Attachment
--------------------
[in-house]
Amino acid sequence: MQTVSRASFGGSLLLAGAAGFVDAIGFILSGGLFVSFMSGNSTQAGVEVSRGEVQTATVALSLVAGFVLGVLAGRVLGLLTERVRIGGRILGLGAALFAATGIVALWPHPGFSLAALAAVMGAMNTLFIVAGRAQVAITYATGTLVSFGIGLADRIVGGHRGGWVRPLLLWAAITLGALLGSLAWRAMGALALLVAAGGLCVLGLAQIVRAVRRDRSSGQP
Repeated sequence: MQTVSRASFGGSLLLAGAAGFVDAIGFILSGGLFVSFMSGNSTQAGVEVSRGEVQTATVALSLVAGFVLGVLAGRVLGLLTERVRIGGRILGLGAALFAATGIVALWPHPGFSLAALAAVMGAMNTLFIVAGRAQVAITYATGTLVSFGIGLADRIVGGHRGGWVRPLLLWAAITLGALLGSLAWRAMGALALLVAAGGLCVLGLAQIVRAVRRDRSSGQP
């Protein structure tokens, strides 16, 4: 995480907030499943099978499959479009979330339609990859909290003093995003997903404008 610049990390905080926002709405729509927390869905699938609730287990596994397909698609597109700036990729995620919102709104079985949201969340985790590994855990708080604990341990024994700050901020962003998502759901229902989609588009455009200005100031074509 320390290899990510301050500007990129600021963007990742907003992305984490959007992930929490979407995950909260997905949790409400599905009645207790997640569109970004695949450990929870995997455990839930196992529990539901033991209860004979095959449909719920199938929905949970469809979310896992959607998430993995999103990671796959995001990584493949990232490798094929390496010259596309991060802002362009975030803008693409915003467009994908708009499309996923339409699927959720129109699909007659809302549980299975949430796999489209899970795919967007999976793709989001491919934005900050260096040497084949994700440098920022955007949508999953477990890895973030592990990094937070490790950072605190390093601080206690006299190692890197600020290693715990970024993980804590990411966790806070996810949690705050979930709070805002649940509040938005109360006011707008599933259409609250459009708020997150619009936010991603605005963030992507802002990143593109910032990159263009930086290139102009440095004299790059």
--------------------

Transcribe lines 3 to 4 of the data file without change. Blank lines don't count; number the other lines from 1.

Repeated sequence: MQTVSRASFGGSLLLAGAAGFVDAIGFILSGGLFVSFMSGNSTQAGVEVSRGEVQTATVALSLVAGFVLGVLAGRVLGLLTERVRIGGRILGLGAALFAATGIVALWPHPGFSLAALAAVMGAMNTLFIVAGRAQVAITYATGTLVSFGIGLADRIVGGHRGGWVRPLLLWAAITLGALLGSLAWRAMGALALLVAAGGLCVLGLAQIVRAVRRDRSSGQP
């Protein structure tokens, strides 16, 4: 995480907030499943099978499959479009979330339609990859909290003093995003997903404008 610049990390905080926002709405729509927390869905699938609730287990596994397909698609597109700036990729995620919102709104079985949201969340985790590994855990708080604990341990024994700050901020962003998502759901229902989609588009455009200005100031074509 320390290899990510301050500007990129600021963007990742907003992305984490959007992930929490979407995950909260997905949790409400599905009645207790997640569109970004695949450990929870995997455990839930196992529990539901033991209860004979095959449909719920199938929905949970469809979310896992959607998430993995999103990671796959995001990584493949990232490798094929390496010259596309991060802002362009975030803008693409915003467009994908708009499309996923339409699927959720129109699909007659809302549980299975949430796999489209899970795919967007999976793709989001491919934005900050260096040497084949994700440098920022955007949508999953477990890895973030592990990094937070490790950072605190390093601080206690006299190692890197600020290693715990970024993980804590990411966790806070996810949690705050979930709070805002649940509040938005109360006011707008599933259409609250459009708020997150619009936010991603605005963030992507802002990143593109910032990159263009930086290139102009440095004299790059």